Krill

Bob Perryblue whales, bottlenose dophins, humpback whale, humpback whales, shearwaters, Velella velella

A humpback whale feeds on krill.

 

2016 06-01 SB Channel

It’s been years since we’ve had a nice build-up of krill along “The Ledge” (north face of SCI, SRI and SMI), and with it the surface lunge-feeding blue whales and humpback whales.  Today was the day and conditions were mill pond mirror glass in the feeding zone.  But wait!  There is more to today’s story.

Right off the bat Capt Eric located a nice pod of 9 inshore bottlenose dolphins inside of the green buoy and followed them into the East Beach Anchorage.  The inshore water has cleared up enough to really see these medium-sized animals underwater as well as topside.  They always seem to be as curious about their fans on the Condor Express as we are about them.  Not long after leaving the bottlenose we headed west and ran from pod to pod…the region was teeming with long-beaked common dolphin herds, some with 1,000 or more individuals, and some with “only” 600 or 800.  There was a little bit of feeding going on, and a little bit of mating.  At one point, one of the larger herds we watched suddenly stepped on the accelerator pedal and went into “stampede” mode.  What a spectacle it was.  By the end of the day we watched in excess of 3,000 common dolphins.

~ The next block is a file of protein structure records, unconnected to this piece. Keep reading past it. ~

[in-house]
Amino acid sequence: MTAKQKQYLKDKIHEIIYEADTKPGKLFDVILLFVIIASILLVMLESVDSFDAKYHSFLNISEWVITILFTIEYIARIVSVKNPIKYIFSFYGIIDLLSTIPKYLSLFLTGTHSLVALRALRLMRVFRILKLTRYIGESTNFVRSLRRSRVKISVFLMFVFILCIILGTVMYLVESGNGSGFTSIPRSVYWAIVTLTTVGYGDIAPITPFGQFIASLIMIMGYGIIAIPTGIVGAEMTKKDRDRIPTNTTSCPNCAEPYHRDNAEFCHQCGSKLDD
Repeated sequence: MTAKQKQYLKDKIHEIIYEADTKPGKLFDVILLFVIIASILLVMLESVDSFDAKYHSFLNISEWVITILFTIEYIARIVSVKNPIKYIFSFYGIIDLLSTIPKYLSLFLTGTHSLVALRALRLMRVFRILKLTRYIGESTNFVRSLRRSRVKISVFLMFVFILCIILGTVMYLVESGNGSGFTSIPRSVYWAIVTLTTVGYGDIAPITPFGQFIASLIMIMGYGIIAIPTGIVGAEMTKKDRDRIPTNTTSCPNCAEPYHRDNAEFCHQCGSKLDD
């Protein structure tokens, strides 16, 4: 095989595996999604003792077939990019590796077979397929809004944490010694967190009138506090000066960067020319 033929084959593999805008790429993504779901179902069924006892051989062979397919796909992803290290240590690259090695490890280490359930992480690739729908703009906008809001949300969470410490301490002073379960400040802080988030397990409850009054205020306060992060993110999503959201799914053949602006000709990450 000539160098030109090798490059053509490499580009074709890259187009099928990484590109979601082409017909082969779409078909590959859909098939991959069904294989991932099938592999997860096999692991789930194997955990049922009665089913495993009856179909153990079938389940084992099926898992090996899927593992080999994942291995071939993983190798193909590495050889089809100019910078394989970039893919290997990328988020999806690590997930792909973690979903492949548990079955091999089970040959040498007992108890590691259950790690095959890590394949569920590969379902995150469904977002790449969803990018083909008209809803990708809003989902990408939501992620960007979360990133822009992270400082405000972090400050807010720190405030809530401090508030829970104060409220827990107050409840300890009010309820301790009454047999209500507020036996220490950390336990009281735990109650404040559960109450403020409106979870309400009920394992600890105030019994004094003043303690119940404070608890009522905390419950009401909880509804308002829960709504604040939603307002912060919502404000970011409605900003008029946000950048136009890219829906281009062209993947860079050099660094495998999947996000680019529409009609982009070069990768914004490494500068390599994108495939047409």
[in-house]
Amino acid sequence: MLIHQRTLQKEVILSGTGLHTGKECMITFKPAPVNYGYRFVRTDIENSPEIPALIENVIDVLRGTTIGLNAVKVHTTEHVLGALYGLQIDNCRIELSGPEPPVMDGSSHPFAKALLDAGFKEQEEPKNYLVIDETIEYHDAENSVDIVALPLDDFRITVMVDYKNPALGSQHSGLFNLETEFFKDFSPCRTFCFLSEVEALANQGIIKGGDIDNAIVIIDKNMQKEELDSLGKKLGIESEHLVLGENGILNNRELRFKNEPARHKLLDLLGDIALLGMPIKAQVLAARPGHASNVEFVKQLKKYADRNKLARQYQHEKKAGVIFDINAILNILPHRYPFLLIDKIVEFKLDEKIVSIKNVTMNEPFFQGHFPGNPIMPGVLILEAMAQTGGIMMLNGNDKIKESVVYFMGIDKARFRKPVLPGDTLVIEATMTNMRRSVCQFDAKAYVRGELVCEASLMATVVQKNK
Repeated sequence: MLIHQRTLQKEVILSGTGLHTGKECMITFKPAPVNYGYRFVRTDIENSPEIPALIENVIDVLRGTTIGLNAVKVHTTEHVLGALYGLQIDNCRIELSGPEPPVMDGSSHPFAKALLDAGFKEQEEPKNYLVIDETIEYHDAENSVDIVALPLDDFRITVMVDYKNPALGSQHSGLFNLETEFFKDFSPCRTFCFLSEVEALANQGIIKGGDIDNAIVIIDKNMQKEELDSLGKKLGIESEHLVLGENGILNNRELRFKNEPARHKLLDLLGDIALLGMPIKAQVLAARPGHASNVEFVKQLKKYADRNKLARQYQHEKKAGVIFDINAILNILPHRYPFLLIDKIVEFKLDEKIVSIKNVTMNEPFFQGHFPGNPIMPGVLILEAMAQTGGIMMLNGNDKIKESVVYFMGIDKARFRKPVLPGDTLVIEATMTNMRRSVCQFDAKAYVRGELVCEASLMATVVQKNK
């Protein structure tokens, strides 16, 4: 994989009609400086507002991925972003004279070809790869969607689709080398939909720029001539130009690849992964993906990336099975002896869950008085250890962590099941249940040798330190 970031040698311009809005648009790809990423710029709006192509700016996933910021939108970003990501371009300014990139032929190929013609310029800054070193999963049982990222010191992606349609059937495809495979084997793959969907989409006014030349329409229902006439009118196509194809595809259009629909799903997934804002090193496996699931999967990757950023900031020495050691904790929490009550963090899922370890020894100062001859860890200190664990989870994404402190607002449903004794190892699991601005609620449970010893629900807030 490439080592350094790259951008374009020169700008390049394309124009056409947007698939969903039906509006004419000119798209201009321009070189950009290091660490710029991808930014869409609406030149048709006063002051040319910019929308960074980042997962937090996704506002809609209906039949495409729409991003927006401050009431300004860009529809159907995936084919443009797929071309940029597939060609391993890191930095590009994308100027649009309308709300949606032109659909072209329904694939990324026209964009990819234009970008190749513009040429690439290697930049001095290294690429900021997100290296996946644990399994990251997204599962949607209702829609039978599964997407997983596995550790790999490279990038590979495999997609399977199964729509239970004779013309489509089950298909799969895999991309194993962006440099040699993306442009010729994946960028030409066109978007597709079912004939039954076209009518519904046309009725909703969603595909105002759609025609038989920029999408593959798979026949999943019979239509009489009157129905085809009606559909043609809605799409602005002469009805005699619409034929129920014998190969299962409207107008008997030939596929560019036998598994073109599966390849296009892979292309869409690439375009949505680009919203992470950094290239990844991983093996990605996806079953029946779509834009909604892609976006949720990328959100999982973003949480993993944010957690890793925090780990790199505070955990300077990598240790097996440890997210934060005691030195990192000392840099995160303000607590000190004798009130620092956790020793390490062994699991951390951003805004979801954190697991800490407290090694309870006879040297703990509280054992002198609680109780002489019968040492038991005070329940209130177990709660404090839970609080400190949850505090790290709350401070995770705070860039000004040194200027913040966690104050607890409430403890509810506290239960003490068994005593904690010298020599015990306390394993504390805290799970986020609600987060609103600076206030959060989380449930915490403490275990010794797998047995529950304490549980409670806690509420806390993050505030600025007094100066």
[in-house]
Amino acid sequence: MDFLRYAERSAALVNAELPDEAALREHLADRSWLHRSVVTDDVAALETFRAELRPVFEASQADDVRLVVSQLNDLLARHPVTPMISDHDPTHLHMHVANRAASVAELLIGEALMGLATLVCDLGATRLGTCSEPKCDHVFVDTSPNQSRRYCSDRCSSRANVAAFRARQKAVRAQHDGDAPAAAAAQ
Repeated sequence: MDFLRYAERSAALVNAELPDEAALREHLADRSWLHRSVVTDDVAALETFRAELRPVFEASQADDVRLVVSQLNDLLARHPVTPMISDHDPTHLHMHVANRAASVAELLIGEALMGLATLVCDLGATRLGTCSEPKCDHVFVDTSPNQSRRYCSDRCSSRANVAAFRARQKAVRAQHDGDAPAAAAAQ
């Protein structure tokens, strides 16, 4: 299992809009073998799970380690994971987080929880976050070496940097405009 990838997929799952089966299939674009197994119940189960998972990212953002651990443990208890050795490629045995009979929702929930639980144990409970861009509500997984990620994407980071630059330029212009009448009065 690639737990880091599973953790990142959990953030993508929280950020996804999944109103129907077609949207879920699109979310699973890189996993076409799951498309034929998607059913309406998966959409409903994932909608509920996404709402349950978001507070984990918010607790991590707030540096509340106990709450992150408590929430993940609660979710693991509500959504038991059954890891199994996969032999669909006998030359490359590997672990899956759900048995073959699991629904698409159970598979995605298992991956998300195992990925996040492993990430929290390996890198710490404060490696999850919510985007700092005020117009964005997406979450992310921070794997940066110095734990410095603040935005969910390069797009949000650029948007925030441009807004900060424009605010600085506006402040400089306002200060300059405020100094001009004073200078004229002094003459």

Our first of seven total humpback whales was located within a dolphin hot spot about 5 miles south of Hendry’s beach.  It had long down times but did make one very close pass by the boat to make the photographers taking whalefies happy.  We moved to the south aiming for the Santa Cruz Channel.  Along the way we came across a wide oceanic front with lots of microdebris, a little macroalgae, and a whole bunch of purple sailors (Velella velella).  Later we passed a region with widespread tiny, juvenile Velella.

Around 1225pm we entered a region of abundant surface krill and surface lunge-feeding humpback whales and blue whales.  We watched two blue whales but there were several more up off Carrington.   We also watched at least 7 humpback whales with the same caveat.   Krill patches were here and there and Eric stopped on one so we could look at the surface crustaceans.  Sadly, one of the humpback whales in the mix was towing a long line with yellow floats indicating probable entanglement in commercial fishing gear.  The entanglement was not a tail or fluke wrap as a close view of this animal fluking-up showed no line attachment there.  The rescue team was notified and will undoubtedly mobilize asap.

You never know what Mother Nature has in store.
Bob Perry
Condor Express